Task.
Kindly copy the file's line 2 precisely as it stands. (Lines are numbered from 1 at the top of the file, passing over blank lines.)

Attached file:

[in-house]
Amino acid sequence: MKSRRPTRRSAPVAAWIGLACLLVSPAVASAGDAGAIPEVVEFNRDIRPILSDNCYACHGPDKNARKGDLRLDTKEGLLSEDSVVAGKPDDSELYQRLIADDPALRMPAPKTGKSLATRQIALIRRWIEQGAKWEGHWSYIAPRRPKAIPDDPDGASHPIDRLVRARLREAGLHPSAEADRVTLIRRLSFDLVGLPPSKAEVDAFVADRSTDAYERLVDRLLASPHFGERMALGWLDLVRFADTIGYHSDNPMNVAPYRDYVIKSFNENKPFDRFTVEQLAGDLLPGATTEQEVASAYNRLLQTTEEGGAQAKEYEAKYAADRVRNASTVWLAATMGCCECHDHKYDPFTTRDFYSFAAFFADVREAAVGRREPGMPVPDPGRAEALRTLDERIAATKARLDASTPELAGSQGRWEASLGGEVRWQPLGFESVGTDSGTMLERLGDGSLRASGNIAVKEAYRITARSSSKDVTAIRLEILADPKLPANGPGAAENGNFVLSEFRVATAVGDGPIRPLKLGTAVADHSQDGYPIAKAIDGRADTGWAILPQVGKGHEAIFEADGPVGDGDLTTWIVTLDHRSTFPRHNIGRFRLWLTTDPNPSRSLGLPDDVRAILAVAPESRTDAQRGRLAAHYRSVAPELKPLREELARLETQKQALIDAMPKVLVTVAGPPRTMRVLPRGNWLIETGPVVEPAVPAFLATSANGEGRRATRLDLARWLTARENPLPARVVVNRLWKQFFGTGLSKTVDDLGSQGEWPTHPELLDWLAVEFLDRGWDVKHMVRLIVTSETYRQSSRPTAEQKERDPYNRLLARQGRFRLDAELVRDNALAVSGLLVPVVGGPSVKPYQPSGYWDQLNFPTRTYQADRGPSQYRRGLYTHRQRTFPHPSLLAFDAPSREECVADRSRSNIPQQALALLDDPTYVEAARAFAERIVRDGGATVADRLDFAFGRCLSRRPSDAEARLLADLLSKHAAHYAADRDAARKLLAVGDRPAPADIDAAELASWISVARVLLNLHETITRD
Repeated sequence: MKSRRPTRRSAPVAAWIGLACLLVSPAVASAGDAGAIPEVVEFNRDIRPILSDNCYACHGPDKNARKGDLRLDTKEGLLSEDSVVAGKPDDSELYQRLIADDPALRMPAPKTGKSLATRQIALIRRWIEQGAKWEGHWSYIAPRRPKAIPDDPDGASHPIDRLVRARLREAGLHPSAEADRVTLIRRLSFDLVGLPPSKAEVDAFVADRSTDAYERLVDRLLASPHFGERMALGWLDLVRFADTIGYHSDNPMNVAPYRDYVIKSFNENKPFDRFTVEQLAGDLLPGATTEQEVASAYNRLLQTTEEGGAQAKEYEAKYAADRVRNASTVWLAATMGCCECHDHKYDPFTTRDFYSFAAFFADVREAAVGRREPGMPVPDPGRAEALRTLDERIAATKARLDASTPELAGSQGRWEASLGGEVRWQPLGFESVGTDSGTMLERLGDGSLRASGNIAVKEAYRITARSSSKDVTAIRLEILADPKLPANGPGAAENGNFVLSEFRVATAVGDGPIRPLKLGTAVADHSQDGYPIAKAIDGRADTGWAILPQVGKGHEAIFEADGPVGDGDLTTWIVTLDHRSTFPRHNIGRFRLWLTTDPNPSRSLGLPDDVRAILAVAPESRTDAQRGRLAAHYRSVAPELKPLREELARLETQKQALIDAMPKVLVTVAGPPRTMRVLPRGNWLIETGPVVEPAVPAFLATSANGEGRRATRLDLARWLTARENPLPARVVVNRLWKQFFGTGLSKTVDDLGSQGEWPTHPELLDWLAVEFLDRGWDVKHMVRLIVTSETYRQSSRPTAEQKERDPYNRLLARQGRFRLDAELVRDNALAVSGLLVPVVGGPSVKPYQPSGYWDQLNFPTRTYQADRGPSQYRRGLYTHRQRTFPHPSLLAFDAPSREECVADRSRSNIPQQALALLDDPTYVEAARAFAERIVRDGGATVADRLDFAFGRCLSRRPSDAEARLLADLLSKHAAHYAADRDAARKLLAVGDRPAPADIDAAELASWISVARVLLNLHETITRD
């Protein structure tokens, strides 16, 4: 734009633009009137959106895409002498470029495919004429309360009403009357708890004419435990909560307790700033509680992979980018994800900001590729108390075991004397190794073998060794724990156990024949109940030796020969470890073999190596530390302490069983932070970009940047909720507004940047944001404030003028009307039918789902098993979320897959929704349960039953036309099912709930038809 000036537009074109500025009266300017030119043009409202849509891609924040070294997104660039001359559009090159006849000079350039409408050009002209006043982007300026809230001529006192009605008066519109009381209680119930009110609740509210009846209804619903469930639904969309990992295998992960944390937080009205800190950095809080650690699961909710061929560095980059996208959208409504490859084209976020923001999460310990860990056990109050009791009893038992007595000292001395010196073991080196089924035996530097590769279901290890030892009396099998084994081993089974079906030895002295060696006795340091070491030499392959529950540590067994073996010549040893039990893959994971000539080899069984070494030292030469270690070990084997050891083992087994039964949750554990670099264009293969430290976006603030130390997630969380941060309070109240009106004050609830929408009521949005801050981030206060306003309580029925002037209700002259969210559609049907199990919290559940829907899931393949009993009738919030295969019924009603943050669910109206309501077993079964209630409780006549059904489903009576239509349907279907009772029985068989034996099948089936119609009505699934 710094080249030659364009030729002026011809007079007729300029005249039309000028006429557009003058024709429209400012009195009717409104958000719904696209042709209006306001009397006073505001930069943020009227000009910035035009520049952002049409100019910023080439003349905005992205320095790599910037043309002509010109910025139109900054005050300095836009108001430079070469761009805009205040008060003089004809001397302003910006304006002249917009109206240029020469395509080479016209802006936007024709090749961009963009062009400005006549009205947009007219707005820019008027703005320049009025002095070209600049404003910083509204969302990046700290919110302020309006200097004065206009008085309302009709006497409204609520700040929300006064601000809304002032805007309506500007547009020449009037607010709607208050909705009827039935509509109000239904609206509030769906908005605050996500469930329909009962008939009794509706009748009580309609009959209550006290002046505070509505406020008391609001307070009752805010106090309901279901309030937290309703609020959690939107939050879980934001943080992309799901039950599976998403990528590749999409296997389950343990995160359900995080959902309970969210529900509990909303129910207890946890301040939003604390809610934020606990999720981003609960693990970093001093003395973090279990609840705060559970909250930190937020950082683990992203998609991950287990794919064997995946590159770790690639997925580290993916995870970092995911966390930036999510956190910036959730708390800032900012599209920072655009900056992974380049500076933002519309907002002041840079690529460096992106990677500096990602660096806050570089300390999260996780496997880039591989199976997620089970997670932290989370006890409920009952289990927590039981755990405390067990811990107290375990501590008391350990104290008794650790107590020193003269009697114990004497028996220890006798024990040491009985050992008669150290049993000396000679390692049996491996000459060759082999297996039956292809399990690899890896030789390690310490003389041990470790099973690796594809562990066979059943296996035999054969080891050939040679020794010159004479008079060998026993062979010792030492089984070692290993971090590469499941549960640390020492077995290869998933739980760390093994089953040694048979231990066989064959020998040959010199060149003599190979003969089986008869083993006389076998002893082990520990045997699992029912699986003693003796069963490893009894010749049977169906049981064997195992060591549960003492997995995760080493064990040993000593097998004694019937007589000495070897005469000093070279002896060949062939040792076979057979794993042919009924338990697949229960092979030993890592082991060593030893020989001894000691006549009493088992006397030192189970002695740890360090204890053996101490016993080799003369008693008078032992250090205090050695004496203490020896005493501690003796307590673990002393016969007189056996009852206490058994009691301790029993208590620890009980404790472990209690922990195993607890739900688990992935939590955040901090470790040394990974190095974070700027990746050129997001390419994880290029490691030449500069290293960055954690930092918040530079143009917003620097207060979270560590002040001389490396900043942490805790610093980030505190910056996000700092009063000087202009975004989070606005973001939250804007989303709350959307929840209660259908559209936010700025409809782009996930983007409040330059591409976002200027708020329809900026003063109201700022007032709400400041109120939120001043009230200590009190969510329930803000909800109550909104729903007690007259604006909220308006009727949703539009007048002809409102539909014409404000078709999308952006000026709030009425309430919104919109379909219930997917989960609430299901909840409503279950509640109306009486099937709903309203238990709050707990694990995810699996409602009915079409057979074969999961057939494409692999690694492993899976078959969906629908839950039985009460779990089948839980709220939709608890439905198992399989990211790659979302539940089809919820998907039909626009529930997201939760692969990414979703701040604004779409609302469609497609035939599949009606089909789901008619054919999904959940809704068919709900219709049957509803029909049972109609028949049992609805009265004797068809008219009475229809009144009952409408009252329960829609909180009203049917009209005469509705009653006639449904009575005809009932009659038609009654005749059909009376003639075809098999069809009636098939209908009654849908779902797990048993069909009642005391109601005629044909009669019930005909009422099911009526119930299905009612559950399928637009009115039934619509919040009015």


Amino acid sequence: MKSRRPTRRSAPVAAWIGLACLLVSPAVASAGDAGAIPEVVEFNRDIRPILSDNCYACHGPDKNARKGDLRLDTKEGLLSEDSVVAGKPDDSELYQRLIADDPALRMPAPKTGKSLATRQIALIRRWIEQGAKWEGHWSYIAPRRPKAIPDDPDGASHPIDRLVRARLREAGLHPSAEADRVTLIRRLSFDLVGLPPSKAEVDAFVADRSTDAYERLVDRLLASPHFGERMALGWLDLVRFADTIGYHSDNPMNVAPYRDYVIKSFNENKPFDRFTVEQLAGDLLPGATTEQEVASAYNRLLQTTEEGGAQAKEYEAKYAADRVRNASTVWLAATMGCCECHDHKYDPFTTRDFYSFAAFFADVREAAVGRREPGMPVPDPGRAEALRTLDERIAATKARLDASTPELAGSQGRWEASLGGEVRWQPLGFESVGTDSGTMLERLGDGSLRASGNIAVKEAYRITARSSSKDVTAIRLEILADPKLPANGPGAAENGNFVLSEFRVATAVGDGPIRPLKLGTAVADHSQDGYPIAKAIDGRADTGWAILPQVGKGHEAIFEADGPVGDGDLTTWIVTLDHRSTFPRHNIGRFRLWLTTDPNPSRSLGLPDDVRAILAVAPESRTDAQRGRLAAHYRSVAPELKPLREELARLETQKQALIDAMPKVLVTVAGPPRTMRVLPRGNWLIETGPVVEPAVPAFLATSANGEGRRATRLDLARWLTARENPLPARVVVNRLWKQFFGTGLSKTVDDLGSQGEWPTHPELLDWLAVEFLDRGWDVKHMVRLIVTSETYRQSSRPTAEQKERDPYNRLLARQGRFRLDAELVRDNALAVSGLLVPVVGGPSVKPYQPSGYWDQLNFPTRTYQADRGPSQYRRGLYTHRQRTFPHPSLLAFDAPSREECVADRSRSNIPQQALALLDDPTYVEAARAFAERIVRDGGATVADRLDFAFGRCLSRRPSDAEARLLADLLSKHAAHYAADRDAARKLLAVGDRPAPADIDAAELASWISVARVLLNLHETITRD